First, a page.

Off the Record! A Hyper-History of American Independent New Music Record Labels
Many classical music record labels, even those specializing in contemporary music, have been founded with the goal of presenting listeners with documents of music that deserve to be heard by more people than were able to attend a particular performance. Few, however, see the recording as an end in itself, as opposed to being something of a souvenir of said performance. In this respect, Joseph Celli‘s O.O. Discs label stands apart from most other labels vying for shelf space at your local record store. Rather, Celli wants each disc on his label to stand on its own as a fully-realized aesthetic experience. The label, in Celli’s words, exists “to create sound art for the home.”
Celli, a woodwind player especially well-known for his virtuosity with double reed instruments and a new music activist who had produced countless concerts and festivals, founded O.O. Discs just over five years ago. The intent, according to the label’s mission statement as printed in its catalog, is to present “a broad and diverse range of contemporary serious music of a non-commercial nature…. an eclectic stylistic range representative of the multiple aesthetic directions of American music at the end of the twentieth century.”
Celli had always had problems with the comparison of quality between live performances and recordings: “To me, an LP of a performance was much like a photograph of a sunset — you could get some idea of what it was like, but you lost the subtleties and the scope of the experience.” With the advent of the compact disc and the rapid increase in quality of home stereo systems and sound reproduction, combined with the diminution of possibilities for live performances of new music, Celli began to envision an alternative to the live performance paradigm.
“I began to see the compact disc as a new performance medium,” Celli says. And this determination made Celli consider how to turn the compact disc itself into a “sound art object,” in his words, instead of simply a vehicle for the conveyance of recorded sound.
To realize his goals, Celli decided that each CD on O.O. Discs would be the product of not just the recording artist or artists, but of the recording artist in conjunction with a graphic designer who would package the recording in stimulating artwork that resonated with the music on the disc, as well as a writer who would supply liner notes that were provocative and stimulating, not just an erudite rephrasing of the artist’s resume. The three parts of the equation — music, graphics, text — are meant to be complementary parts of the overall artistic experience, and the disc itself should be able to stand as an artistic statement not dependent upon live performance for reiteration.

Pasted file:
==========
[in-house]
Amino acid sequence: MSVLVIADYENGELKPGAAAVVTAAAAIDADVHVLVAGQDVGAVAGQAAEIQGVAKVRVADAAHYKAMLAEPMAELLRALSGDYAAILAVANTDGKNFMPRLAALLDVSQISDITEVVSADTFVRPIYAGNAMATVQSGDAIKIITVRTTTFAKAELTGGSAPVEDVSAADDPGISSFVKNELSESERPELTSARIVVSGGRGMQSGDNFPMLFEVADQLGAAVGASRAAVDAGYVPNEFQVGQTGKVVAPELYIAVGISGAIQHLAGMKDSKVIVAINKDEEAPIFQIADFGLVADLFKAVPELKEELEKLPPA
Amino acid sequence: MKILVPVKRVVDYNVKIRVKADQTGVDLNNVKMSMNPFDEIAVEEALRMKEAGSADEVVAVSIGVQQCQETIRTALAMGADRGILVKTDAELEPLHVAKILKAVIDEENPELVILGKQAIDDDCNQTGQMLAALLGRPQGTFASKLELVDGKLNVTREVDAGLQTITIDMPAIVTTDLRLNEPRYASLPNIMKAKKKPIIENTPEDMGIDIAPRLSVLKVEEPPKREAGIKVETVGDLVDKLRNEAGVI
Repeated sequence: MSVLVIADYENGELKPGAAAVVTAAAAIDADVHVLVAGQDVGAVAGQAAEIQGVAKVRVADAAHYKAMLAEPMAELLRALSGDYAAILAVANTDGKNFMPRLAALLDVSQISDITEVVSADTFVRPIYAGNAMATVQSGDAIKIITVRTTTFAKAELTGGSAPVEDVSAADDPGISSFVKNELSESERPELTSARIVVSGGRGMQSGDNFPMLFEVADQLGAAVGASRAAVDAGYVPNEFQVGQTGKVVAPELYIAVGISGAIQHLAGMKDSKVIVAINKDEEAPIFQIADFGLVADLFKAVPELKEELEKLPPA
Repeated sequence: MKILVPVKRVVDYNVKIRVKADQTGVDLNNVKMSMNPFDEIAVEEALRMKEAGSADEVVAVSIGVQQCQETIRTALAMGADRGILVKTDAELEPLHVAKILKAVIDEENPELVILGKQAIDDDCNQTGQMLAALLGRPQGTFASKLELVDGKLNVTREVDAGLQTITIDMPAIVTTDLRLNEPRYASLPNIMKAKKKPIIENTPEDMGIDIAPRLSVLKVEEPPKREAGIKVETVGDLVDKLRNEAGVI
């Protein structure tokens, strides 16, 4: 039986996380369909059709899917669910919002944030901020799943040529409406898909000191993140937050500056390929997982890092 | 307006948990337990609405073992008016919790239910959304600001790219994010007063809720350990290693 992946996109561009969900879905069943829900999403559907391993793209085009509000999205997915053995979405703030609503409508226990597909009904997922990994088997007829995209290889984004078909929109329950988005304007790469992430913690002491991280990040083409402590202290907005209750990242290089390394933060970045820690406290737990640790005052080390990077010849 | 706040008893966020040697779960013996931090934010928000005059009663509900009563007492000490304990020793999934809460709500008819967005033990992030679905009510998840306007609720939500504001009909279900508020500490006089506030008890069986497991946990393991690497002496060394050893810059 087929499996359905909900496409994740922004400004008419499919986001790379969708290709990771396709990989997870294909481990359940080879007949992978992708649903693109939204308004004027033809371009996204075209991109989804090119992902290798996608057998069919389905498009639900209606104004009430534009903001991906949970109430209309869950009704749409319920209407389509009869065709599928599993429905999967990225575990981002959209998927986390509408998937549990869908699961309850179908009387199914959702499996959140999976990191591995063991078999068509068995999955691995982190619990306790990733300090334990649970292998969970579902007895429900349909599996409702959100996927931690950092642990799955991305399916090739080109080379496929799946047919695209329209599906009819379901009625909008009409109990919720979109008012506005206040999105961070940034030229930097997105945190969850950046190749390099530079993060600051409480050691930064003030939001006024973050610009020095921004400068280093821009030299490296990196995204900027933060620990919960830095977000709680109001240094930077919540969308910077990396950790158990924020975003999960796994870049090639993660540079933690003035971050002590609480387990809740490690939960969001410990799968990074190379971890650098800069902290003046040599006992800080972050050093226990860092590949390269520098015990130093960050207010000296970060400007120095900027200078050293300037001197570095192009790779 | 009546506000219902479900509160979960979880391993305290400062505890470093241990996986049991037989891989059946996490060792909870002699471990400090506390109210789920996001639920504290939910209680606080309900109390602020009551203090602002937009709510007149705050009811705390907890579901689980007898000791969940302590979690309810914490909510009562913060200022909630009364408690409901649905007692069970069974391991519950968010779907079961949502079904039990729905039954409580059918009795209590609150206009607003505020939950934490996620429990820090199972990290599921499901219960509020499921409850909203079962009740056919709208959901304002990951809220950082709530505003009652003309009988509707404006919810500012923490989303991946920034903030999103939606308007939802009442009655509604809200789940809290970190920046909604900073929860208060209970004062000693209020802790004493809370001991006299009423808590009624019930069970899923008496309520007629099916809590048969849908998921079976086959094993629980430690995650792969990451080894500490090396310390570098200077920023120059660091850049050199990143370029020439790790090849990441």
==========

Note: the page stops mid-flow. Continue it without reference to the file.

This multifaceted approach to each O.O. Discs recording is echoed by a bracingly polystylistic catalog, in which the cross-culturral improvisations of Korean komungo player Jin Hi Kim (one of the label’s foremost artists) mingles with new music guitar technician Seth Josel and cellist Jeffrey Krieger, composer/performers David First and Arthur Jarvinen, ensembles such as Relâche and First Avenue, and even free improvisation iconoclast guitarist Derek Bailey alongside leading avant-jazz percussionist Gregg Bendian.
“I don’t like closed categories,” says Celli. “What is emblematic in contemporary American culture is the eclecticism of it. Often, listening habits are supposedly monosyllabic… if I enjoy the music of John Zorn I can’t also like Milton Babbitt. But I don’t see it that way. I want to hear improvisation and I want to hear musically that’s totally composed — both Zorn and [Morton] Feldman.” And the O.O. Discs catalog is able to cater to any listener whose ear is as open as Celli’s.
From Off the Record! A Hyper-History of American Independent New Music Record Labels
by Steve Smith
© 1999 NewMusicBox